Performance-Based Compensation . To ensure that certain awards granted under the 2000 Plan, including awards of restricted stock, deferred stock, cash-based awards or performance shares to a “Covered Employee” (as defined in the Code) qualify as “performance-based compensation” under Section 162(m) of the Code, the 2000 Plan provides that the Compensation Committee may require that the vesting of such awards be conditioned on the satisfaction of performance criteria including: (1) return on equity, assets, capital or investment; (2) pre-tax or after-tax profit levels; (3) cash flow, funds from operations or similar measure; (4) total shareholder return; (5) changes in the market price of the Stock; (6) revenues, sales or market share; (7) net income (loss) or earnings per share; (8) expense margins or operating efficiency (including budgeted spending limits) or (9) project development milestones, any of which may be measured either in absolute terms or as compared to any incremental increase or as compared to results of a peer group and, for financial measures, may be based on numbers calculated in accordance with U.S. GAAP or on an as adjusted basis. These performance criteria may be expressed in terms of overall Company performance or the performance of a division, business unit, or an individual. The Compensation Committee will select the particular performance criteria within 90 days following the commencement of a performance cycle, and each performance cycle must be at least three months long. Subject to adjustments for stock splits and similar events, the maximum award of restricted stock or deferred stock or performance shares (or combination thereof) granted to any one individual that is intended to qualify as “performance-based compensation” under Section 162(m) of the Code will not exceed 1,000,000 shares, or $2,000,000 in the case of a performance-based award that is a cash-based award for any performance cycle, and options or stock appreciation rights with respect to no more than 1,000,000 shares may be granted to any one individual during any calendar year period.
 
Stock Options . The exercise price of stock options awarded under the 2000 Plan may not be less than the fair market value of the Common Stock on the date of the option grant. The term of each stock option may not exceed 10 years from the date of grant. The administrator will determine at what time or times each option may be exercised and, subject to the provisions of the 2000 Plan, the period of time, if any, after retirement, death, disability or termination of employment during which options may be exercised.
 
To qualify as incentive stock options, stock options must meet additional federal tax requirements, including a $100,000 limit on the value of shares subject to incentive stock options which first become exercisable in any one calendar year, and a shorter term and higher minimum exercise price in the case of certain large stockholders.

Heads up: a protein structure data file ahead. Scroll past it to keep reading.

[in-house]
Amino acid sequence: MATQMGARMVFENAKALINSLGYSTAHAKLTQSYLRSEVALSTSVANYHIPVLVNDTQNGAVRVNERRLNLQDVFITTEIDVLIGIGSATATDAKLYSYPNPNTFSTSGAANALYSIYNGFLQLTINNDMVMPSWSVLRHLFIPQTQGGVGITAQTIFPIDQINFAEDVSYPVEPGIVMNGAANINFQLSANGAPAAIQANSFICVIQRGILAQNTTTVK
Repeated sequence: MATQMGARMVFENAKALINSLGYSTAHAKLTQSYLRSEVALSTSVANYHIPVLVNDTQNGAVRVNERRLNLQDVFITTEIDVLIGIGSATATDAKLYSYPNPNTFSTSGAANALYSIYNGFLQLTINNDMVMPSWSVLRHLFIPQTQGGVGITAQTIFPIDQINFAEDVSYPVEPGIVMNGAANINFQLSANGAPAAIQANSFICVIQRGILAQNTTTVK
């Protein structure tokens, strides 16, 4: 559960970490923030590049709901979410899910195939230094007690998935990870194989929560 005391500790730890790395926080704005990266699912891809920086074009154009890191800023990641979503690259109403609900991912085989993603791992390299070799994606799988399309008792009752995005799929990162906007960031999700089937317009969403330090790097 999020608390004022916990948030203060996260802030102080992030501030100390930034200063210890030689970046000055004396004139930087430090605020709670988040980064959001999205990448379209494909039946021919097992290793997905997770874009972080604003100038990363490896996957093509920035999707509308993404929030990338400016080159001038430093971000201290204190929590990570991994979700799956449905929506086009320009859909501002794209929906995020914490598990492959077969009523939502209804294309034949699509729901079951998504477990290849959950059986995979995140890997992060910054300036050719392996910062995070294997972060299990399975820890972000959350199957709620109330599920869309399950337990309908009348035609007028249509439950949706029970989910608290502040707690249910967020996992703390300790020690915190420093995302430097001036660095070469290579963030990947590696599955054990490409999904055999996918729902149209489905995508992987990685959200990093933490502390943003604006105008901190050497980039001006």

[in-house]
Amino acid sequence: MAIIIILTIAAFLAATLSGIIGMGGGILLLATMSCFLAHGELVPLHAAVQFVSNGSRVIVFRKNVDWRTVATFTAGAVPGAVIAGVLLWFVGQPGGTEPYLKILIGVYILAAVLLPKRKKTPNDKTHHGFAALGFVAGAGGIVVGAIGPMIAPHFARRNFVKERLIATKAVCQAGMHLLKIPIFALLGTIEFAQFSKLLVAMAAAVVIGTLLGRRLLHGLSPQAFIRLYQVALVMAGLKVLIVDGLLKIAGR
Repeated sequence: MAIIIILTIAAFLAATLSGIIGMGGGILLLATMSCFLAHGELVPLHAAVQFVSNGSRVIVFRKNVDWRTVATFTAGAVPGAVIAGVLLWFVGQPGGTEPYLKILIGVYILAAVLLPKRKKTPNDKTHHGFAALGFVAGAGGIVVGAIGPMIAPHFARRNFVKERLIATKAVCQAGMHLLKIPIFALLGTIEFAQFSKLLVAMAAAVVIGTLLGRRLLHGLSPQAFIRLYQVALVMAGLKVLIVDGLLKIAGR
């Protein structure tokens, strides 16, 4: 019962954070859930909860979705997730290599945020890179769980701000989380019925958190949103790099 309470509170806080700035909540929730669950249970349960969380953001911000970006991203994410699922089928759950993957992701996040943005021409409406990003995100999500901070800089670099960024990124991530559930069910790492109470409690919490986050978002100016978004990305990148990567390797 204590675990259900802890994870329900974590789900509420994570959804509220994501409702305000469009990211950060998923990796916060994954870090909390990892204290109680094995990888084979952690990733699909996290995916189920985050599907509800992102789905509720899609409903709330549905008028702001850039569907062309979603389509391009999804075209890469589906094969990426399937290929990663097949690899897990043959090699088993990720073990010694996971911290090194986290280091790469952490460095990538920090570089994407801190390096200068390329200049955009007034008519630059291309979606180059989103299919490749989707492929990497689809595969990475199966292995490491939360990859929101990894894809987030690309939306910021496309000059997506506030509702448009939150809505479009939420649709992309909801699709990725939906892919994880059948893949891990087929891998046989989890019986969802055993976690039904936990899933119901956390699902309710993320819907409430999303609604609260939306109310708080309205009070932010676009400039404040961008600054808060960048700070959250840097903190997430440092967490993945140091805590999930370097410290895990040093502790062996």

Automatic Grants to Non-Employee Directors . The 2000 Plan provides for the automatic grant of a non-qualified stock option to purchase 25,000 shares of Common Stock to non-employee directors on the fifth day after being initially elected to the Board. The exercise price of the automatically granted stock options is equal to 100% of the fair market value of the Common Stock on the date of grant and, unless otherwise provided by the administrator, one-third of any such stock option grant becomes exercisable on each of the first through third anniversaries of the date of grant. The automatically granted stock options expire ten years after the date of grant.
 
Stock Appreciation Rights . The administrator may award a stock appreciation right independently of a stock option. The administrator may award stock appreciation rights subject to such conditions and restrictions as the administrator may determine, provided that the exercise price may not be less than the fair market value of the Common Stock on the date of grant and no stock appreciation right may be exercisable more than 10 years after the date of grant. Additionally, during the participant’s lifetime, all stock appreciation rights are exercisable only by the participant or the participant’s legal representative.
 
Restricted Stock . The administrator may award shares to participants subject to such conditions and restrictions as the administrator may determine. These conditions and restrictions may include the achievement of certain performance goals and/or continued employment with the Company through a specified restricted period. However, in the event these awards to employees have a performance-based goal, the restriction period will be at least one year, and in the event these awards to employees have a time-based restriction, the restriction period will be at least three years.
 
Deferred Stock . The administrator may award phantom stock units to participants subject to such conditions and restrictions as the Administrator may determine. These conditions and restrictions may include the achievement of certain performance goals and/or continued employment with the Company through a specified restricted period. However, in the event these awards to employees have a performance-based goal, the restriction period will be at least one year, and in the event these awards to employees have a time-based restriction, the restriction period will be at least three years. At the end of the deferral period, the participants shall be paid, to the extent vested, in shares.
 
Unrestricted Stock . The administrator may grant shares (at par value or for a purchase price determined by the administrator) that are free from any restrictions under the 2000 Plan. Unrestricted stock may be issued to participants in recognition of past services or other valid consideration, and may be issued in lieu of cash compensation to be paid to such individuals.